Is higher education improving or going down hill?
By Richard Wolin (CUNY)
Since the 1980s, the golden age of American higher education has been steadily fading.
In the postwar years, the GI Bill and the community-college system created opportunities for those lacking in background or resources (in many cases, both) to work their way up the educational and professional ladder. During the same period, grass-roots social movements—above all the civil-rights movement and feminism—compelled elite four-year colleges, which spend up to 10 times as much per student as public universities do, to open their doors to students whose class background or race had previously been grounds for exclusion. Continue reading “Fading Glory Days”
What should colleges teach?
By Barry Schwartz and Kenneth Sharpe (Swarthmore)
Look at what colleges state as their aims, and you’ll find a predictable list: Teach students how to think critically and analytically; teach them how to write and calculate; teach them the skills of their discipline. As important as such goals are, another fundamental goal is largely being neglected—developing the intellectual virtues they need to be good students, and good citizens.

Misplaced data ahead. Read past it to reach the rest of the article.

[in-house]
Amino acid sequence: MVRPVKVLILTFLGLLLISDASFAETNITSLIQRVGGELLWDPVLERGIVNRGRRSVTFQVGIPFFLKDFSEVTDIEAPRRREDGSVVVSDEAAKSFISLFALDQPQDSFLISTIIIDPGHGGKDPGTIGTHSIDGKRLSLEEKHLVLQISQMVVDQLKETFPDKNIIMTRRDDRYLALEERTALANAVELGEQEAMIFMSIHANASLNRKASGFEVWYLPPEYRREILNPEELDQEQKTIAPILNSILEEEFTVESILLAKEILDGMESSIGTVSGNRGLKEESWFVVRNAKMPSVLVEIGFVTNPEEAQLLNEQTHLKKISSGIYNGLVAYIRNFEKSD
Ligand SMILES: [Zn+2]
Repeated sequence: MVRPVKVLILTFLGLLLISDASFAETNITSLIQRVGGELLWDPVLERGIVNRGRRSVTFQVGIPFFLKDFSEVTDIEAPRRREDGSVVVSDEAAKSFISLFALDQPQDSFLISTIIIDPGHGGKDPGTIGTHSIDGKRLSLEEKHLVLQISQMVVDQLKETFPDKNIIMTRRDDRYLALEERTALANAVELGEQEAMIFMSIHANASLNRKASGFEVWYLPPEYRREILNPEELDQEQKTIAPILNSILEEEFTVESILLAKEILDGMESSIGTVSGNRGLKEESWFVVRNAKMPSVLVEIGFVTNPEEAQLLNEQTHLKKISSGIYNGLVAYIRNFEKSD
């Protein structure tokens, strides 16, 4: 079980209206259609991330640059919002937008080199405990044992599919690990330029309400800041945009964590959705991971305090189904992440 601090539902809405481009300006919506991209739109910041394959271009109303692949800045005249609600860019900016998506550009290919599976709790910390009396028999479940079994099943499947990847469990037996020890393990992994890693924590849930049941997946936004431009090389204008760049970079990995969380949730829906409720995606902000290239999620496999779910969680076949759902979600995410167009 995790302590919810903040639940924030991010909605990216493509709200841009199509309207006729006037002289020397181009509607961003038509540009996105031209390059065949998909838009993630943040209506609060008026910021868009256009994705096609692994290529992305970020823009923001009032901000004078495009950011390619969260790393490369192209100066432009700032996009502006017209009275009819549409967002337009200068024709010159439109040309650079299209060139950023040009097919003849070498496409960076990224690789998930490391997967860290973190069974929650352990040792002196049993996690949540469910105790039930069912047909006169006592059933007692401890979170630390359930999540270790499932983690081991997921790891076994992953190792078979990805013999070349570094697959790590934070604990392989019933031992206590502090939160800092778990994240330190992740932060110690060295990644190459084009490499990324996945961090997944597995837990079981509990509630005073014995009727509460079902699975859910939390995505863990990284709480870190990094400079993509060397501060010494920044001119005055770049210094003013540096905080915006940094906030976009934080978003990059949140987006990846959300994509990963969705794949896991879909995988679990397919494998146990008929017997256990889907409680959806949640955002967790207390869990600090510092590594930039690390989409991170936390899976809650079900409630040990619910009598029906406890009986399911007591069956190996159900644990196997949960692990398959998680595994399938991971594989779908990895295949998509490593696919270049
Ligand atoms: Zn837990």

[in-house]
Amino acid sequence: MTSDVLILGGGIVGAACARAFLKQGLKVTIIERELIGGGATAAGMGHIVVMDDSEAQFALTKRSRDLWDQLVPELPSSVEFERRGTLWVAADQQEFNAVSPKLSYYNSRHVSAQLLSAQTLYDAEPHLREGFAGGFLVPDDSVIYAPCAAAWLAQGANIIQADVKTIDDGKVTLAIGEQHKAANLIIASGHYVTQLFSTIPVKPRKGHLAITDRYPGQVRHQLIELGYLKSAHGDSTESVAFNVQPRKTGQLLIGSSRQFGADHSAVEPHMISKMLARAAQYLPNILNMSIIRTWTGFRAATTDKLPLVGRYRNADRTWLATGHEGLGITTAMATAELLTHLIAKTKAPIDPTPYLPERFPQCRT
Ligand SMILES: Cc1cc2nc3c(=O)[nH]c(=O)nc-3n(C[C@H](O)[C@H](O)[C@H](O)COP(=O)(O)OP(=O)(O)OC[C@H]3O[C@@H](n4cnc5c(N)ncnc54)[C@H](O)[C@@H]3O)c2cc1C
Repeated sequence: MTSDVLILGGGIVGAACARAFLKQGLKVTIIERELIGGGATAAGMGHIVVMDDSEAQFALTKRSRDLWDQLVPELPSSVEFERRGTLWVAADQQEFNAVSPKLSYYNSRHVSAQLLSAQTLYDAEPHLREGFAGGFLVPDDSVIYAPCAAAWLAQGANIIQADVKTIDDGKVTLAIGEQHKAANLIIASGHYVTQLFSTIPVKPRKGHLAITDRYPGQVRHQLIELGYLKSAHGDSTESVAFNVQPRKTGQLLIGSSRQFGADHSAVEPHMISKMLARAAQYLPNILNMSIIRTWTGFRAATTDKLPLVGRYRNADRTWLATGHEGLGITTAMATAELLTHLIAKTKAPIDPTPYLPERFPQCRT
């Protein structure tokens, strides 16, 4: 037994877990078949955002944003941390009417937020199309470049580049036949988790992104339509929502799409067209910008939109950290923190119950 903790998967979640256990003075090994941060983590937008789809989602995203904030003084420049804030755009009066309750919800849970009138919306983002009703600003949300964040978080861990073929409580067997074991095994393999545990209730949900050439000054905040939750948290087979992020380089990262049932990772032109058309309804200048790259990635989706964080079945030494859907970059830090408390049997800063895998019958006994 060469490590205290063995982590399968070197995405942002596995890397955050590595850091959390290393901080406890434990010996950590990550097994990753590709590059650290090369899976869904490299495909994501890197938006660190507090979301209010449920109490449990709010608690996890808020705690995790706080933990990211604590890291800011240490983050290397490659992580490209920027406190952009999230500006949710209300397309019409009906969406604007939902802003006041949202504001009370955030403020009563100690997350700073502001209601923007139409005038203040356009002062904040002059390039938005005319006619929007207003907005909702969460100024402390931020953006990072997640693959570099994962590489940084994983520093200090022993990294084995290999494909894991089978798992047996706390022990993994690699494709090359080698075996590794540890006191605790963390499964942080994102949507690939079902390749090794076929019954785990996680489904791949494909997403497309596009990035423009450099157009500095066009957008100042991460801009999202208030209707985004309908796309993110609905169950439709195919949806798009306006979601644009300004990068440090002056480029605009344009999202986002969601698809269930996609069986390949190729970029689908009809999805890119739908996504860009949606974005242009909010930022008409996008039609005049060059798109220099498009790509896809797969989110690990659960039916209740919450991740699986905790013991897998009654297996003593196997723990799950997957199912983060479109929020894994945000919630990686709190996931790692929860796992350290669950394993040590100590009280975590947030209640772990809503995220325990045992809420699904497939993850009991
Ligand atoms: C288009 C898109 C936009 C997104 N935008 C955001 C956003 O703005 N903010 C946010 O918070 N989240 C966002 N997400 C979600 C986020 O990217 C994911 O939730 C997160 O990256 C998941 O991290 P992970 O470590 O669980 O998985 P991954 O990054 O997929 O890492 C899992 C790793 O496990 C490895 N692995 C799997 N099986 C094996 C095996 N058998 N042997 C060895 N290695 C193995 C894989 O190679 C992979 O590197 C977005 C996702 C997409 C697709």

Some academics may cringe at being charged with the task of developing virtue, believing that it’s a job for others—especially when there is so little agreement about what “virtue” even means in a pluralistic society like ours. They are mistaken. In fact, we often encourage such development—if a bit unreflectively. We would do much better to take the time to think through what the central intellectual virtues are, why they are so important, and how they should be integrated into our curricula: Continue reading “Colleges Should Teach Intellectual Virtues”